Javier Luque used brute force to generate all numbers within a range and then checked for each value that it is a stepping number by looping through each digit and comparing it to the digit before it.

``````multi MAIN { MAIN(100, 999) };
multi MAIN(Int \$start, Int \$end) {
die "End smaller than start" if \$end < \$start;
.say for (\$start .. \$end).grep({is-stepping(\$_)});
}

sub is-stepping(\$num) {
my \$is_stepping = True;
my \$prev_digit;

for (\$num.comb) -> \$i {
\$is_stepping = False
if (\$prev_digit.defined &&
\$prev_digit != \$i + 1 &&
\$prev_digit != \$i - 1 );

\$prev_digit = \$i;
}

return \$is_stepping;
}
``````

Note the interesting use of multi `MAIN` subroutines to provide default input values when the user doesn’t pass any argument to the program.

Markus Holzer used the `rotor` method to generate overlapping pairs of digits much in the same way as I did in my first solution, but came up with a very concise program:

``````sub is-stepping( UInt \$n ) {
not so \$n.comb.rotor( 2 => -1 ).first: -> (\$a, \$b) { abs(\$a - \$b) != 1 }
}

sub MAIN (UInt \$start = 100, UInt \$end = 999) {
.say for (\$start..\$end).grep( &is-stepping );
}
``````

Mohammad Anwar also came up with a very concise brute force program using in a quite clever fashion the `Z-` meta-operator and the `[==]` reduction meta-operator together with the equal sign:

``````sub MAIN(Int \$start is copy = 100, Int \$stop = 999) {

die "ERROR: Invalid start [\$start]." if \$start < 100;
die "ERROR: Invalid stop [\$stop]."   if \$stop  > 999 || \$stop < \$start;

while \$start <= \$stop {
say \$start if ([==] \$start.comb("") Z- <0 1 2>) || ([==] \$start.comb("") Z- <2 1 0>);
\$start++;
}
}
``````

Basically, in `[==] \$start.comb("") Z- <0 1 2>`, the `Z-` metaoperator subtracts 0 from the first digit, 1 from the second digit and 2 from the third digits, and `[==]` checks whether the three resulting numbers are equal. The alternative expression does it the other way around. I must say that this is a fairly clever and elegant way of solving the task.

I’m afraid however that Mohammad’s program matches strictly ascending or strictly descending stepping numbers, but fails to recognize 121 or 343 as stepping numbers, which they are, at least according to my understanding of the definition. It should not be very complex to complete the conditions in order to also match such numbers as stepping numbers.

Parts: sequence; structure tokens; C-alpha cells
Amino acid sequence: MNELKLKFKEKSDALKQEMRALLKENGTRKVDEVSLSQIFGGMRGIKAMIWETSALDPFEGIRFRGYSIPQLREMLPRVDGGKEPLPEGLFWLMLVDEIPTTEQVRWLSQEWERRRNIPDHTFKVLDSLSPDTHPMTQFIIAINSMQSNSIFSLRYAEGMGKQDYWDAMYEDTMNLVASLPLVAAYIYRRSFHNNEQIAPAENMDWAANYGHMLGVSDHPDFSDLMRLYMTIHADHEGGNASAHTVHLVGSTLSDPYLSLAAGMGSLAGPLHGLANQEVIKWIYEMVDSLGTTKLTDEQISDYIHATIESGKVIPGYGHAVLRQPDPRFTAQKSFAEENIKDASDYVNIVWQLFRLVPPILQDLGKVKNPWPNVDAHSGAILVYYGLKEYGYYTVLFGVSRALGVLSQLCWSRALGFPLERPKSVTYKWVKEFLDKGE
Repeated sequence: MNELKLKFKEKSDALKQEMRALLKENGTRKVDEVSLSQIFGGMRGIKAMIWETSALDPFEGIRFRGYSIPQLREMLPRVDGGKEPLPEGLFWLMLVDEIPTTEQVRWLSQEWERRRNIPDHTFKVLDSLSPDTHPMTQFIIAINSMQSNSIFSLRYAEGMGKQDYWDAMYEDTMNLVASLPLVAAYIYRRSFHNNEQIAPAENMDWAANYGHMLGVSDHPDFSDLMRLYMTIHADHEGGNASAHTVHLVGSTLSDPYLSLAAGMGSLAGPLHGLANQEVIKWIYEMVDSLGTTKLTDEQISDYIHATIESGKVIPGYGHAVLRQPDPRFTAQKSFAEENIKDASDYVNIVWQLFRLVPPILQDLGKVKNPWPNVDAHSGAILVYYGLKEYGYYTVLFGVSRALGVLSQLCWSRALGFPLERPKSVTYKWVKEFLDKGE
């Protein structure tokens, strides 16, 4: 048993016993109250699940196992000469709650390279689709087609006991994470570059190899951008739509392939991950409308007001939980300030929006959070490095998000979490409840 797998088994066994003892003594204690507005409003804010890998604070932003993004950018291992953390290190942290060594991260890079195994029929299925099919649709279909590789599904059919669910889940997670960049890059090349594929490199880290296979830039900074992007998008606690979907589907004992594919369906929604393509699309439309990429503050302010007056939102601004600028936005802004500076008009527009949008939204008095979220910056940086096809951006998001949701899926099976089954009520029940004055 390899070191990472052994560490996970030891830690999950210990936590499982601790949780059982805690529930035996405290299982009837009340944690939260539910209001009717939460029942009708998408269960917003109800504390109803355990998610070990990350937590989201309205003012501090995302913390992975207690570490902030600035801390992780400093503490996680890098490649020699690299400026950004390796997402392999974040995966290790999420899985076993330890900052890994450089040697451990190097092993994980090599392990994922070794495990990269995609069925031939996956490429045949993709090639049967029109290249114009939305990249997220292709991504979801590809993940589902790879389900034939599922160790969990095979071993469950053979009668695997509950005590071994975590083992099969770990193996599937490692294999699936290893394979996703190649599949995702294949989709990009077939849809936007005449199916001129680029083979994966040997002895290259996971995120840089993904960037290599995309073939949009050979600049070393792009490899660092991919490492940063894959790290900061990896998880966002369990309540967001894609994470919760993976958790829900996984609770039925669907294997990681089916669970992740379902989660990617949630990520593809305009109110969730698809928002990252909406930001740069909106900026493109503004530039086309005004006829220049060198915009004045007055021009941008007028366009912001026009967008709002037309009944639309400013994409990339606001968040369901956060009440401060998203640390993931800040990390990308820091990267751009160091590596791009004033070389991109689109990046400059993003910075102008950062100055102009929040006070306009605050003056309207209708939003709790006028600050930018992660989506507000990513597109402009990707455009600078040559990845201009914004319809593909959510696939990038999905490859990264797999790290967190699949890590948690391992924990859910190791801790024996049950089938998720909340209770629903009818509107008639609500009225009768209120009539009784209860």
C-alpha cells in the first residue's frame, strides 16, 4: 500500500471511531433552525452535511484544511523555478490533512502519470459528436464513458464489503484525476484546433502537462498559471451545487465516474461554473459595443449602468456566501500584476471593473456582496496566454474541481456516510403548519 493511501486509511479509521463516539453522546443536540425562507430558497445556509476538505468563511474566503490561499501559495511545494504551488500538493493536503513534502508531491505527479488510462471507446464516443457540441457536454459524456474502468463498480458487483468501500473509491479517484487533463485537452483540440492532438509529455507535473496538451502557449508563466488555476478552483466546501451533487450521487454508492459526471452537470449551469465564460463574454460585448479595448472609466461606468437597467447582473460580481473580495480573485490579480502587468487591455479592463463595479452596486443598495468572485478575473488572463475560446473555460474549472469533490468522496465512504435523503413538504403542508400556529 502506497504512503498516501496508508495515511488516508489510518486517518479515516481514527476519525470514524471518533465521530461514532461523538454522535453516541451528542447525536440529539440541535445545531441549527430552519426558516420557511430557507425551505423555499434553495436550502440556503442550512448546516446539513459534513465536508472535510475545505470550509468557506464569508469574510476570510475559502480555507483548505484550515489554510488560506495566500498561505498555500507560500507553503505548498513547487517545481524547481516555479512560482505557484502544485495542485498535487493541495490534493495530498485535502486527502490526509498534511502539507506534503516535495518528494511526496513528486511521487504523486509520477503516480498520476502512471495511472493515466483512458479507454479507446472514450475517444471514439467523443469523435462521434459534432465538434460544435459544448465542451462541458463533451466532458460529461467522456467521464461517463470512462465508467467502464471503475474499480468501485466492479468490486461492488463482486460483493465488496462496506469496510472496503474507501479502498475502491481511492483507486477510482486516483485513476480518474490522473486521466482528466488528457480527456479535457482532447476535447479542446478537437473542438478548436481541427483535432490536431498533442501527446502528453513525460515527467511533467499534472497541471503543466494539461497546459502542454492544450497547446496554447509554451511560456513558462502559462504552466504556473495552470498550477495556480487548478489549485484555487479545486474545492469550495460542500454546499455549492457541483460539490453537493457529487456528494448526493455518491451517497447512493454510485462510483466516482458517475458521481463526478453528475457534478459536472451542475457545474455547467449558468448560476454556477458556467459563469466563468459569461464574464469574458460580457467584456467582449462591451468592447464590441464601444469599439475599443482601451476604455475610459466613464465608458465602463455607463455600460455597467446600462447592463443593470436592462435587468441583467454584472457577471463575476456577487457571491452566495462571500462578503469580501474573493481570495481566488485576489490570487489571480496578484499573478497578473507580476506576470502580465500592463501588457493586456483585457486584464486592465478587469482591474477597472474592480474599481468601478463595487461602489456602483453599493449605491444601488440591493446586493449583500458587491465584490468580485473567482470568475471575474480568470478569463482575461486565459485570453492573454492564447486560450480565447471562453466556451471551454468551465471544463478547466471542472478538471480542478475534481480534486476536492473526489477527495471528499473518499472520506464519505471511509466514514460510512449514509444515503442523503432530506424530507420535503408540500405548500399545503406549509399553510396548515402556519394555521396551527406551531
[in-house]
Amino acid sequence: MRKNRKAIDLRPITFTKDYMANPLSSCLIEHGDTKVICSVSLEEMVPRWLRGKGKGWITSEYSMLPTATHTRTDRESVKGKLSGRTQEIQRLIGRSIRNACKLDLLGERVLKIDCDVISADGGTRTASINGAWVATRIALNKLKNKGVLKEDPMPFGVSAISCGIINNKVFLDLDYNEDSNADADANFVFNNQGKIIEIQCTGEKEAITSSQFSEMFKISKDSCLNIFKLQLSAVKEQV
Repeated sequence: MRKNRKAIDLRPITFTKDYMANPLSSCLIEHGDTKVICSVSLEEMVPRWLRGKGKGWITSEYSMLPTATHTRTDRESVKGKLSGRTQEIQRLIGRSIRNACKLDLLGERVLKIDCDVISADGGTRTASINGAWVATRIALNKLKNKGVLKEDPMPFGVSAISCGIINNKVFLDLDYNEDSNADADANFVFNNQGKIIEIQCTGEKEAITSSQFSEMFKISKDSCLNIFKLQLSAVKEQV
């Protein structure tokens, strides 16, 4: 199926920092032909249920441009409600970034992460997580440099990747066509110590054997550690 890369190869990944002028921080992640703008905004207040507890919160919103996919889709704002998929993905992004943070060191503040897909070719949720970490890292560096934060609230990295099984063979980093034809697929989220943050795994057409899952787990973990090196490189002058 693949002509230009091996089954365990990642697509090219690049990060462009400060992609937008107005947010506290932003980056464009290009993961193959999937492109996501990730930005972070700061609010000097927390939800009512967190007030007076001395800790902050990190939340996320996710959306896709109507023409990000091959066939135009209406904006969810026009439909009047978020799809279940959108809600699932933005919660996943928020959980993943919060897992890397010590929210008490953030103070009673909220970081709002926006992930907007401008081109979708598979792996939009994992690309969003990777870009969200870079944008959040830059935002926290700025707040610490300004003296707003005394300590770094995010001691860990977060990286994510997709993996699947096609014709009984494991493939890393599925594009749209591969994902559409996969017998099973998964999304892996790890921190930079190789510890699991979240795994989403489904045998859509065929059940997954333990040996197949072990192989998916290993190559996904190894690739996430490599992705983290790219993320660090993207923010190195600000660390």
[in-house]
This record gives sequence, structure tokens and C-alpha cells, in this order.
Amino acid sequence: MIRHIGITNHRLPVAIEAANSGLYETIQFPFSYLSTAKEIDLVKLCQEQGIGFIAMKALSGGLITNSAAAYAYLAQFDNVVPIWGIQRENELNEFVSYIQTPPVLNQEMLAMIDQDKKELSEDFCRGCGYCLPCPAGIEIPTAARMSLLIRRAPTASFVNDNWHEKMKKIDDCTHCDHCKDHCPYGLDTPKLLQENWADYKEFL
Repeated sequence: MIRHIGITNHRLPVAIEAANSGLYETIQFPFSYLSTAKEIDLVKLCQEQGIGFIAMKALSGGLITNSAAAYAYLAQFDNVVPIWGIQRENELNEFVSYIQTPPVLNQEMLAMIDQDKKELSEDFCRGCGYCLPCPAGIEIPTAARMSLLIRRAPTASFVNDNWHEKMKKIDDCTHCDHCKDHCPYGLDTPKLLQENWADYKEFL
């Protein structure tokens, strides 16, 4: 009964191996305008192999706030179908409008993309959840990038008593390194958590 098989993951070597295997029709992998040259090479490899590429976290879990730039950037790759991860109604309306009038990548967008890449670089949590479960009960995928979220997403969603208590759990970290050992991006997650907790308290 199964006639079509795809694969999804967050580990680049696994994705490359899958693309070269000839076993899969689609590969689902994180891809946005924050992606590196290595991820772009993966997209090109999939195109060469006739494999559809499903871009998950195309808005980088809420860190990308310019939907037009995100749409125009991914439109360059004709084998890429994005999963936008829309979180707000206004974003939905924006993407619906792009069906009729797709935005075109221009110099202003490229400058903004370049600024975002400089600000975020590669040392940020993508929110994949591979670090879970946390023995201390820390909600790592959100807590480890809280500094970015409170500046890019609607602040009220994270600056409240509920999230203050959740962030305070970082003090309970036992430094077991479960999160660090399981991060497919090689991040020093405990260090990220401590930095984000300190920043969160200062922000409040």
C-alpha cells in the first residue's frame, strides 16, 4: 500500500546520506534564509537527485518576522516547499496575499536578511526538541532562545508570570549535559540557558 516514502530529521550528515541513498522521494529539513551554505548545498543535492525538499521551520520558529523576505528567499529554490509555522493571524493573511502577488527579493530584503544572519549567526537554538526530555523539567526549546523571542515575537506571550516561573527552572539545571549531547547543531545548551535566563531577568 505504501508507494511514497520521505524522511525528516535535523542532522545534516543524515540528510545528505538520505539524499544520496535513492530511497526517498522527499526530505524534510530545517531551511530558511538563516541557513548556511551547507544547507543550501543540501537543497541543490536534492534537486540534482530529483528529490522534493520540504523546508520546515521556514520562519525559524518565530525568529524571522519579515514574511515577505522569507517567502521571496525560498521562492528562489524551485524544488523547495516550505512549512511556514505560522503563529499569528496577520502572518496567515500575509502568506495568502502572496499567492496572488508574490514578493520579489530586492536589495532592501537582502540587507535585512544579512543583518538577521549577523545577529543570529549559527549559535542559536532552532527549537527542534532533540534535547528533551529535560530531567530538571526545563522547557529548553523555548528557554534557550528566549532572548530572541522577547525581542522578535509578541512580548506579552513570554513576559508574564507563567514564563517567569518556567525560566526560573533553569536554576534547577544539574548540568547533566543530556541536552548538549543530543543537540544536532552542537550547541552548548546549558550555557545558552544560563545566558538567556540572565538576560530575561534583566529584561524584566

Roger Bell West also used brute force and subsequent filtering:

``````for min(@*ARGS)..max(@*ARGS) -> \$c {
my @d=\$c.comb(/./);
my \$v=1;
for 0..@d.end-1 -> \$i {
if (@d[\$i]+1 != @d[\$i+1]) {
\$v=0;
last;
}
}
if (\$v) {
say \$c;
}
}
``````

Roger’s program finds only stepping numbers whose digits are in strict ascending order, such as 123, 234, and 345, but misses many others such as 321, 121, 212, 432, etc.

I like very much the way Roger’s program is using `min(@*ARGS)..max(@*ARGS)` for defining the initial range, this is much simpler than the way I had to re-assign `\$start` and `send` in my own solutions.

Ruben Westerberg implemented a pipeline with the `==>` feed operator:

my (\$start,\$end)=(@*ARGS//100, @*ARGS//999).sort; die “Arguments not in range\n” unless 2 == (\$start,\$end).grep({100 <= \$_ <= 999});

``````(\$start..\$end)==>
grep({
my @a=\$_.comb;
my @b=@a.rotate(-1);
my @diff=@a >>-<< @b;
@a-1 == @diff[1..*-1].grep({ \$_ == 1});

})==>my @stepping;

put "Stepping Number: \$_" for @stepping;
``````

Ruben’s program has the same defect as Roger’s: it finds only stepping numbers whose digits are in strict ascending order, such as 123, 234, and 345, but misses many others such as 321, 121, 212, 432, etc.

Ryan Thompson used a constructive approach:

``````my @step;
for 1..9 -> \$n {
@step.push: |map { \$n ~ (\$n+1..\$_)        .join: '' }, \$n..9;
@step.push: |map { \$n ~ (\$_..\$n-1).reverse.join: '' },  0..\$n-1;
}
say @step».Int.grep( 100 ≤ * ≤ 999 ).sort;
``````

However, Ryan’s program is also missing stepping numbers such as 121 or 343.